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Eye Exams

An eye care doctor performing a thorough eye exam can include all or some of the following:

  • Case History:  Vision and health history, medications, symptoms of vision problems and other background information will be requested.

  • Visual System Analysis:  With the support of medical instruments and tests, our I-Care Optical doctor will perform an internal and external exam of your visual system, including:

    • retina

    • optic nerve

    • blood vessels

    • muscles

    • pupils

    • cornea

    • lens

    • iris

    • conjunctiva

    • eyelids

    • eyelashes

  • Through this analysis, the health of your eyes will be assessed along with chances of:

    • glaucoma

    • cataracts

    • corneal diseases

  • Refractive Evaluation:  Dr Efre will determine your ability to see clearly through several tests and decide if prescription eye wear is needed.

  • Diagnosis and Treatment Plan:  A final diagnosis will be made and a treatment plan chosen for you.  It includes:

    • Status of your vision

    • Corrective eye wear (Contacts or Glasses) if needed

    • Vision therapy if needed.

Making an Appointment is easy:
(813) 806-0812 Town & Country
(813) 443-2138 North Tampa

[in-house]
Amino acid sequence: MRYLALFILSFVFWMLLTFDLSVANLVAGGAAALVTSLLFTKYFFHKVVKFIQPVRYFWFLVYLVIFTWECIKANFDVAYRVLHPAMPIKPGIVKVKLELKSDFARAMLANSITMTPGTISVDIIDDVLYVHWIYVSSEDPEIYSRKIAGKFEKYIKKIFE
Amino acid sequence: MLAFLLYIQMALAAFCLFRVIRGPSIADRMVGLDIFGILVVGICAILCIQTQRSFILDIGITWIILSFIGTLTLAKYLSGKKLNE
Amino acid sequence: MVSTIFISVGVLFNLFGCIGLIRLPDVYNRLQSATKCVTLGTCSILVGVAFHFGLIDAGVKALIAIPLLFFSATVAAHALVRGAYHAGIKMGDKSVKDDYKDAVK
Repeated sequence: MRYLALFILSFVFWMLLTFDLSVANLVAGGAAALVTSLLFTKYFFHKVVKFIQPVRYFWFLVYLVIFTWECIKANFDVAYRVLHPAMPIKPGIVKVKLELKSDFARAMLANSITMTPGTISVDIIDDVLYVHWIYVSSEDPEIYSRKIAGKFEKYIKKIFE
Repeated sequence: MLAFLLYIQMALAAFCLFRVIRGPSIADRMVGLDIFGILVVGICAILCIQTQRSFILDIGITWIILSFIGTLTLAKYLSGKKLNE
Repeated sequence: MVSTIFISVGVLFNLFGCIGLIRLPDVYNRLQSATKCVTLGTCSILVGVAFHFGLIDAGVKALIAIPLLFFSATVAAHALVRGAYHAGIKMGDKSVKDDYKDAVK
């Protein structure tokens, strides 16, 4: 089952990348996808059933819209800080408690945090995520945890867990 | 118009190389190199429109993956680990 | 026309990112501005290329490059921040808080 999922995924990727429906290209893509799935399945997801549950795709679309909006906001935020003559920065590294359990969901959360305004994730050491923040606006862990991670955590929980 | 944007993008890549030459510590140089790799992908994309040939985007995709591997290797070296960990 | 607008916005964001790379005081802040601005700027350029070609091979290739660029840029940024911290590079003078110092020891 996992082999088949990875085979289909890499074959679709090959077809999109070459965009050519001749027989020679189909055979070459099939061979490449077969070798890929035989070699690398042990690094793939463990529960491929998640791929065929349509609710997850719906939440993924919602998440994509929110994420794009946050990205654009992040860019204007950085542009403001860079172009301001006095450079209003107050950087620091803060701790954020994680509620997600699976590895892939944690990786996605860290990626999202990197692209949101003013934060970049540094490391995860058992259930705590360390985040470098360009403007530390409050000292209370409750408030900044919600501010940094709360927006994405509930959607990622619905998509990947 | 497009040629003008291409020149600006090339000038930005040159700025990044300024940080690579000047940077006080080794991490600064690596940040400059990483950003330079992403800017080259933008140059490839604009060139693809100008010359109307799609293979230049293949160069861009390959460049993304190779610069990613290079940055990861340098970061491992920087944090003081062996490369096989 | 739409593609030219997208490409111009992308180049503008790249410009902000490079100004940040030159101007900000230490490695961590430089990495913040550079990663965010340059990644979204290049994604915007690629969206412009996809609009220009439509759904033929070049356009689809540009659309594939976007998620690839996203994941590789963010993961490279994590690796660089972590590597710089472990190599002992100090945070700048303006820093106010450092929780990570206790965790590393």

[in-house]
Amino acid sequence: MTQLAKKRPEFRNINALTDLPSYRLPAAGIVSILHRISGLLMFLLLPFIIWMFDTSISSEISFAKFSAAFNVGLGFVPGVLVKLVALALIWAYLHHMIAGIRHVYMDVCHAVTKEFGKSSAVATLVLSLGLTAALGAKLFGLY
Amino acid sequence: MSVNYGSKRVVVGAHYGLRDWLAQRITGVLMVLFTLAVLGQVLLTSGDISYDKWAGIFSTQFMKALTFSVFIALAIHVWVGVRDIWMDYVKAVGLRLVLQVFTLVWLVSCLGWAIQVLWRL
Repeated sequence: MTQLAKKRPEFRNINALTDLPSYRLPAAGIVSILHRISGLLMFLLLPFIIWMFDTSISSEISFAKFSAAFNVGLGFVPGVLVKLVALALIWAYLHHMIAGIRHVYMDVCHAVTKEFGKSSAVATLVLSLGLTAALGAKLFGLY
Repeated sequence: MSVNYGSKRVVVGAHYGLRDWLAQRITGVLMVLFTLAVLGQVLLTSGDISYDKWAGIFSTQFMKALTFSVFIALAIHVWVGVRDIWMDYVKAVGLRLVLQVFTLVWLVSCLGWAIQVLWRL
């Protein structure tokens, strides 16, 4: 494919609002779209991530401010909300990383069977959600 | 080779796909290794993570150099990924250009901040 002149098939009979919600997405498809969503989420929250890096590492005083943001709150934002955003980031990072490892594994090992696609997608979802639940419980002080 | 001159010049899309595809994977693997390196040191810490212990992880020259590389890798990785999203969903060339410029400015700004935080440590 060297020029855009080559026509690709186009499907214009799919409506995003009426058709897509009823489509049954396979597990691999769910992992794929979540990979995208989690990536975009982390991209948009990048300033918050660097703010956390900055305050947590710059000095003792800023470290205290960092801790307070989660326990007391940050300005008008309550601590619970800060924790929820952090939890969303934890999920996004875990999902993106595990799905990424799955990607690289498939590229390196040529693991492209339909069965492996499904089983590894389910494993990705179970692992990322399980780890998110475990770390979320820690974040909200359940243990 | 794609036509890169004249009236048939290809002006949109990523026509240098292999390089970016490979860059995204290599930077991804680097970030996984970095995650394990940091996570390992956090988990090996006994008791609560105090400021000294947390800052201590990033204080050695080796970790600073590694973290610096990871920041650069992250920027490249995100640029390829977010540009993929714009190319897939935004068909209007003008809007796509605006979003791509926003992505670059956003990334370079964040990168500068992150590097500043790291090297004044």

You may call to make an appointment at any time. You will need to provide us with your:

  • Name
  • Vision Insurance Plan (Name and ID Number)
  • Telephone number (to call you to confirm your appointment the day before)
  • Date of Birth
  • Social Security number or Unique number given by vision plan

Vision plans are not the same as Health Insurance. You will need to know who your Vision Provider is. If you are having problems finding out, your health insurance company will let you know, or your Human Resource Department.

What you can do
It's very common for patients to come into their eye exam and not understand how their lifestyle can affect their eye health.  The more an eye doctor knows about their patient, the better they can prescribe the right glasses and treat visual problems.

Consider the following tips for making the most of your next eye exam:

  1. If there is a part of your diagnosis, eye exam, or treatment that you don't understand, talk to your doctor about it.

  2. Knowing your health background before you visit is very helpful for your eye doctor.

  3. Have a list of medicines you use, including over-the-counter drugs.  Both types of medicines can affect your eye diagnosis.

  4. Be sure to report any current difficulties you are having with your vision including but not limited to:

    • blurring

    • dry eyes

    • double vision

    • problems seeing at night

    • eye strain

  5. Chronic health conditions are also good for your optometrist to know, such as high blood pressure, diabetes or surgeries.

  6. Your family health history can have an effect on your eyes as well.

  7. Your eye doctor knowing your lifestyle including your job, what you do at your job (for example, do you use a computer all day), the lighting in your office, etc.  These small details are more important than most realize.  Your leisure activities, such as sports are also important.